Public sector assets and public wealth matter, the IMF’s Fiscal Monitor report concludes. The report, released in Bali in the lead-up to the Annual Meetings of the IMF and World Bank Group explores public wealth—the difference between assets and liabilities—using public sector balance sheets.
Public sector balance sheets account for everything that the state owns and owes, providing a more complete picture than the traditional fiscal focus on debt and deficits.
“Public sector assets stand at more than 100 trillion (US) dollars. That’s an enormous amount that can be put at the service of society. It does complete the traditional picture of the general government that focuses mostly on gross debt,” said Vitor Gaspar, Director of the IMF’s Fiscal Affairs Department.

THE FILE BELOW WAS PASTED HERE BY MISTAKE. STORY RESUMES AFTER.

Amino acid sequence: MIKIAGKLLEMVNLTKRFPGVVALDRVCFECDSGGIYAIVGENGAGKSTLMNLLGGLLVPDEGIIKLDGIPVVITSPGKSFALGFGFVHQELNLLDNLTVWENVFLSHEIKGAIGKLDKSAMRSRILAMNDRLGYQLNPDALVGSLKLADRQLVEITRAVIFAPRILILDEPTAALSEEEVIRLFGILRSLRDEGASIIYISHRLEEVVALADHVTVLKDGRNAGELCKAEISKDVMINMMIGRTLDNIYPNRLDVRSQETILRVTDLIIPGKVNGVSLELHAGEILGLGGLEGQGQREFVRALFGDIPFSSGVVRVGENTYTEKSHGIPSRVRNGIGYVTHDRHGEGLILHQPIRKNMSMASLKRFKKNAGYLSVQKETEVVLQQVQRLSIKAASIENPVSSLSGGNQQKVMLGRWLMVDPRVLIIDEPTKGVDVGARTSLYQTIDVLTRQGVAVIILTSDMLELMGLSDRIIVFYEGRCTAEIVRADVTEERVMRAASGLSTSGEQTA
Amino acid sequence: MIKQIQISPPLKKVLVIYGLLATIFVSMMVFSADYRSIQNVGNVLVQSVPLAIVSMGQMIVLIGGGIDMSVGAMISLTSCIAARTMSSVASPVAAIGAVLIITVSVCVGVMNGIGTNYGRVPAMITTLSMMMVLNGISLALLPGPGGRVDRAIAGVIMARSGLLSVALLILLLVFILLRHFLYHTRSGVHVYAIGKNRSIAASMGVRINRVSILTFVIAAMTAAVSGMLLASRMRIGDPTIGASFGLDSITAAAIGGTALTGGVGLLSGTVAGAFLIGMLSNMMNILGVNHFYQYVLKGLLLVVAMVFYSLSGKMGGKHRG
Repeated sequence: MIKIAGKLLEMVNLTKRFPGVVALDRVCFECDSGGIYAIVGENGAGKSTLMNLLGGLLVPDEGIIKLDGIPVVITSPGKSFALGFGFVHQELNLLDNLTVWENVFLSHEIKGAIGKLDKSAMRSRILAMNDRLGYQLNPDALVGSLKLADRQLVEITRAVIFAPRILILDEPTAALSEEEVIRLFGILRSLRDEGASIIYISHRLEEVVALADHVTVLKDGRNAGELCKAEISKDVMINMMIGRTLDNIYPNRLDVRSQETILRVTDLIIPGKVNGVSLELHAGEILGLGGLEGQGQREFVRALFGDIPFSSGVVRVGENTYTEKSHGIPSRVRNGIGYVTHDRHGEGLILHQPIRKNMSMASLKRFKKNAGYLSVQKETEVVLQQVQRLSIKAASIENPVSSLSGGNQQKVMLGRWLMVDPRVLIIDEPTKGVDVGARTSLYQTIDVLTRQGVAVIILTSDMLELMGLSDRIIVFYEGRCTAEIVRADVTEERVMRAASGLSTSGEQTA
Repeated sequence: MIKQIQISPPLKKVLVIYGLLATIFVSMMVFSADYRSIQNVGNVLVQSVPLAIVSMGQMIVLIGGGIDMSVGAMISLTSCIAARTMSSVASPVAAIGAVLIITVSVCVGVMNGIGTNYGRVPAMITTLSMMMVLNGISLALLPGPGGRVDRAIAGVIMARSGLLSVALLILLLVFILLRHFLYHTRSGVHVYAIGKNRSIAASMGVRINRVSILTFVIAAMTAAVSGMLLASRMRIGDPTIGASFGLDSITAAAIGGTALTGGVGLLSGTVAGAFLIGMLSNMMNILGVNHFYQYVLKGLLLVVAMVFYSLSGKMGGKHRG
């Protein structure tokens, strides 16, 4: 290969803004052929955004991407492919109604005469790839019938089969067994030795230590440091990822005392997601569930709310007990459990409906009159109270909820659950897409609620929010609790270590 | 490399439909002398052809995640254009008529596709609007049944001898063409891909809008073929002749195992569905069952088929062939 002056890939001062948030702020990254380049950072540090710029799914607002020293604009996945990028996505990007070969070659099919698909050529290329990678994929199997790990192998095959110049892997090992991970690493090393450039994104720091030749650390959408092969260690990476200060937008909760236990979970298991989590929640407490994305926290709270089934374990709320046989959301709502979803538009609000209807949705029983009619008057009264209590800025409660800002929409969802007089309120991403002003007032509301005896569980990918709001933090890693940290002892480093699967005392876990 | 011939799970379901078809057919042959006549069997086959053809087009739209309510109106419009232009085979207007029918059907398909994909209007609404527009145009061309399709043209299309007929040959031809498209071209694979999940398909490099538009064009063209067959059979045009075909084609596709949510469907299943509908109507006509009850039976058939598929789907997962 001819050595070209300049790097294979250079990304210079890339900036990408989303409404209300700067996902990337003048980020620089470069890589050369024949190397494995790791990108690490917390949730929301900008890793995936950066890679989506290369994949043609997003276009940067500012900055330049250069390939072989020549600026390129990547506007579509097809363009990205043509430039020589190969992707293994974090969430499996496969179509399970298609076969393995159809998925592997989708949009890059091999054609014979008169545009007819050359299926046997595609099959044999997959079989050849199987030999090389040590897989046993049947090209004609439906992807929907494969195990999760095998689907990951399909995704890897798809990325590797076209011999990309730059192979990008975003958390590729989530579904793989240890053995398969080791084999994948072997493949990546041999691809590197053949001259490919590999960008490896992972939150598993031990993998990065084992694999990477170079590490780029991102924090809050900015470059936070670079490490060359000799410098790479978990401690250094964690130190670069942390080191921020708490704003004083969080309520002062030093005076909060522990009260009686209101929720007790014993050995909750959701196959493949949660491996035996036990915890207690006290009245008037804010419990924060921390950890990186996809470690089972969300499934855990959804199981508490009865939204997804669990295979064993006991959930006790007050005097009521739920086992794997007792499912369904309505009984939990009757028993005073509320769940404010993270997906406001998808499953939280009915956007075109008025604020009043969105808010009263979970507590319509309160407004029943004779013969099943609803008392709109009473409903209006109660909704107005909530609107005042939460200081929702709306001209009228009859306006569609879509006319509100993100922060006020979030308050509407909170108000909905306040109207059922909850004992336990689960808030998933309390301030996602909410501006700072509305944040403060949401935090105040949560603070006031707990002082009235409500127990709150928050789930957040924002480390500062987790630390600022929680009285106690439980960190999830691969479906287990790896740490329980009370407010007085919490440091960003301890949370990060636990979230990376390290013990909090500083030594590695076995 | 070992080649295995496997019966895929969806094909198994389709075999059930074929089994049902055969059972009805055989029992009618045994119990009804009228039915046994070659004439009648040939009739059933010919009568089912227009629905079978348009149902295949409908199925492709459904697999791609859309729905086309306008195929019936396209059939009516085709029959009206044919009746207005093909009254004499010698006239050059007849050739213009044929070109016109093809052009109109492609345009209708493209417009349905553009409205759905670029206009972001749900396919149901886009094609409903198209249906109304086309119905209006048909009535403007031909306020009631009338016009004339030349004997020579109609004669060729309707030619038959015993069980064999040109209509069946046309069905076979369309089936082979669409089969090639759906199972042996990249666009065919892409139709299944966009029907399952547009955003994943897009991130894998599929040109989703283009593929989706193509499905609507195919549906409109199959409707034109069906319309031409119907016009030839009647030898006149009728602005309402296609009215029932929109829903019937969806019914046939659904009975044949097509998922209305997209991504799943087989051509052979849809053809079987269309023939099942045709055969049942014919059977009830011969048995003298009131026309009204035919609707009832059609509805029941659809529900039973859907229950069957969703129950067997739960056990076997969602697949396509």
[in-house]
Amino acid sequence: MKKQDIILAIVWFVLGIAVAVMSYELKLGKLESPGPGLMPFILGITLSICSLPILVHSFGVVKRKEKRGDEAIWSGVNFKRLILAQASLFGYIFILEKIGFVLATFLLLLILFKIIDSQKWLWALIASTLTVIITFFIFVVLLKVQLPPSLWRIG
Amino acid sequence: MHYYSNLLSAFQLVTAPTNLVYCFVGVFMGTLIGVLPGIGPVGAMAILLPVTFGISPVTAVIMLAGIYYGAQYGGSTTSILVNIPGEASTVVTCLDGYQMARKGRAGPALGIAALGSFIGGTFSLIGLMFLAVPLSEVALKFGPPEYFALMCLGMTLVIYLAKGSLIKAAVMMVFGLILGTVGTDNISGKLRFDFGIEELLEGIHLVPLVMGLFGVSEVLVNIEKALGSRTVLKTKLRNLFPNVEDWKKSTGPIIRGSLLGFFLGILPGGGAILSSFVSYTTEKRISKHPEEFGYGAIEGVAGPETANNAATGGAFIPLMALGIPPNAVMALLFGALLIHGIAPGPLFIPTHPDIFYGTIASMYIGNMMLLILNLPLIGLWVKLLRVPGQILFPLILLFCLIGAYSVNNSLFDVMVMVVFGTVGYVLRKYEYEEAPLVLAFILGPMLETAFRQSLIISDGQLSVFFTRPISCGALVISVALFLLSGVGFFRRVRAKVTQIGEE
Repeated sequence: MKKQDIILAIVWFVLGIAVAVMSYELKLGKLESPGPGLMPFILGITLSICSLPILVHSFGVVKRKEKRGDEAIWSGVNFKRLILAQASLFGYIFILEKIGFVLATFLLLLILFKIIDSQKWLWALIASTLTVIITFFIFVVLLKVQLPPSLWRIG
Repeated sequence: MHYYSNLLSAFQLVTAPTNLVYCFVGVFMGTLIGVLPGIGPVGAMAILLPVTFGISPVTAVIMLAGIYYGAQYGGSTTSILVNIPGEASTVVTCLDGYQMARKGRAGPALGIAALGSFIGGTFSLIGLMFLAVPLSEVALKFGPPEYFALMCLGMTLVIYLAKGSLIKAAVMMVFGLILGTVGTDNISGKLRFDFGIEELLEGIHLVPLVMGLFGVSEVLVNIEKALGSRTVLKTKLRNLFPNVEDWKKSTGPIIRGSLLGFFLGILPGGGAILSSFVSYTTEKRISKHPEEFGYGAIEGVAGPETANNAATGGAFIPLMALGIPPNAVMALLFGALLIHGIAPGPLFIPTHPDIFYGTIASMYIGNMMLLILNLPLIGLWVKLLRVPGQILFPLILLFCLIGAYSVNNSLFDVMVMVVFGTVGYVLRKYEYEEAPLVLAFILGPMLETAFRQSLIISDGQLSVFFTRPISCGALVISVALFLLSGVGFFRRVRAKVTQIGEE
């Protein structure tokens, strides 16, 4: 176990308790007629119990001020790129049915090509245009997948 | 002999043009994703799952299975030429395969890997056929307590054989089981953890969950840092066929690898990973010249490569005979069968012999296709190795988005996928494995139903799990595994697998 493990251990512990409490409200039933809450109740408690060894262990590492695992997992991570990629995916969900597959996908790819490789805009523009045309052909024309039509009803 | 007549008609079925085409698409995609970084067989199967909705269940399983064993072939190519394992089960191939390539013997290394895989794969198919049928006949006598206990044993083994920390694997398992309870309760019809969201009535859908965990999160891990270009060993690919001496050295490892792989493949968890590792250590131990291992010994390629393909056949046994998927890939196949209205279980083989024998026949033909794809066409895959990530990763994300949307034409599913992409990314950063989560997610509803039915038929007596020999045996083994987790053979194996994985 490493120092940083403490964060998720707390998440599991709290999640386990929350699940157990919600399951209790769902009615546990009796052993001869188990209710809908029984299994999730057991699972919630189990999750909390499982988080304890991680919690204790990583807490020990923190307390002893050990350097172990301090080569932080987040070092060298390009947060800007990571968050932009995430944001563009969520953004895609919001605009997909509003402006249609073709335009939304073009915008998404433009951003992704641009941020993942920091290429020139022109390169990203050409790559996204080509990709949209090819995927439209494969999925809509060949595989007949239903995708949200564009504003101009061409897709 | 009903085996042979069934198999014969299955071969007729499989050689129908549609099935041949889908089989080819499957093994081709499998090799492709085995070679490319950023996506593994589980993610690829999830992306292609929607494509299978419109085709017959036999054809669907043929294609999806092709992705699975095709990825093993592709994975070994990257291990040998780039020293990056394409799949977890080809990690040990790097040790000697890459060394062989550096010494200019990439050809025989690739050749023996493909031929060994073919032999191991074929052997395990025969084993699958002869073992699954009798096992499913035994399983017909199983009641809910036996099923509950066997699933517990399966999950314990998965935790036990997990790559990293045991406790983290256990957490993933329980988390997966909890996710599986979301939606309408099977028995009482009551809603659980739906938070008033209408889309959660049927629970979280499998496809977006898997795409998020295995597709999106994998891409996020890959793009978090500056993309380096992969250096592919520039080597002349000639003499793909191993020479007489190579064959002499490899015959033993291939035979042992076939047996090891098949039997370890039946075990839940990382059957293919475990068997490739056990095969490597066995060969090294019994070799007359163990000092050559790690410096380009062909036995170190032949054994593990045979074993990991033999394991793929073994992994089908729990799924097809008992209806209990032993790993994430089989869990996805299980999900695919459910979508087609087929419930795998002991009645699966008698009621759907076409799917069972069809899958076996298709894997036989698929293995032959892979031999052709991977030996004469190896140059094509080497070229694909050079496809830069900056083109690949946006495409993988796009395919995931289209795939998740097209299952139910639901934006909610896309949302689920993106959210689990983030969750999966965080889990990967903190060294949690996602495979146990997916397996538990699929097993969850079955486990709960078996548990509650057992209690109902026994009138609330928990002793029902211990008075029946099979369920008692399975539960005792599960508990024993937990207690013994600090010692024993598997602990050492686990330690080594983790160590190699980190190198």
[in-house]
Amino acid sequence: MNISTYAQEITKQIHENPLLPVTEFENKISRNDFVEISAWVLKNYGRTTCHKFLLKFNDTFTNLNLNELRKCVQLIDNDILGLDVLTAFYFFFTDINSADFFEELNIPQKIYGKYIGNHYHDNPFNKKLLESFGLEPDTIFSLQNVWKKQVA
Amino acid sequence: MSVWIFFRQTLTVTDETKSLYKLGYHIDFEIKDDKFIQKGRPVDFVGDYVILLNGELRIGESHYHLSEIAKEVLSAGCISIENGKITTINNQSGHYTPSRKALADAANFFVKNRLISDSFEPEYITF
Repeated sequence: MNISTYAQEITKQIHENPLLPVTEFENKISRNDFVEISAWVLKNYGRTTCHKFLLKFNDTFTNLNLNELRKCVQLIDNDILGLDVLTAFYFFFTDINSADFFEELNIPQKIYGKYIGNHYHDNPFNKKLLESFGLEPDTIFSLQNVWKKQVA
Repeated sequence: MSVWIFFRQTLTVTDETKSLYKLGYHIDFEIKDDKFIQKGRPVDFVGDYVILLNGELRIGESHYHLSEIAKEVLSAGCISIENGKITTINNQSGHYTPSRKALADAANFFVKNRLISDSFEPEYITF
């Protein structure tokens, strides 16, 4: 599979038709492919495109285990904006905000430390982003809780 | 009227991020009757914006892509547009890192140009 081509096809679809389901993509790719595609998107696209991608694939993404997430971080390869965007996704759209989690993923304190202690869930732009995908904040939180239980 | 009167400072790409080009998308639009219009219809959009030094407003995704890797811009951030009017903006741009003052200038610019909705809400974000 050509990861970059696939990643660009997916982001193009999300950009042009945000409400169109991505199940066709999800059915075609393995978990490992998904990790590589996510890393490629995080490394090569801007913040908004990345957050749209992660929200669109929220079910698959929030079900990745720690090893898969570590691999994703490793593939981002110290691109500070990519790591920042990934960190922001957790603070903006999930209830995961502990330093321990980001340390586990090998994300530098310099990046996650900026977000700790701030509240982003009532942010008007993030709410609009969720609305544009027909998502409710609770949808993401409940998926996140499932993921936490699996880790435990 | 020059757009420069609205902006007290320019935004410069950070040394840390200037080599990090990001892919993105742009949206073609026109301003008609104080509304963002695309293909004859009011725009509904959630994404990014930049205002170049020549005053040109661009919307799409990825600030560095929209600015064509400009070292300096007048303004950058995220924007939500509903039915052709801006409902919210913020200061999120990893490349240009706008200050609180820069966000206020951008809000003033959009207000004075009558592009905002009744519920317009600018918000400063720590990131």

Most public sector assets yield very low returns – suggesting untapped potential to increase revenue. Revenue gains from improving how public assets are managed could be in the range of 3 percent of GDP annually – equivalent to average corporate tax collections across advanced economies.
“Public sector assets matter a lot for public policies. The balance sheet allows governments to be more transparent and accountable vis-à-vis their citizens and they are something that all countries can do,” Gaspar said.
Countries should start compiling balance sheets and use them for risk analysis and policy formulation. Basic balance sheet estimates can be compiled even in low capacity countries, the report finds.
“Countries with stronger balance sheets face shorter and shallower recessions and what is more by improving their balance sheet management practices they are able to boost their revenues and reduce public finance risks,” said Gaspar.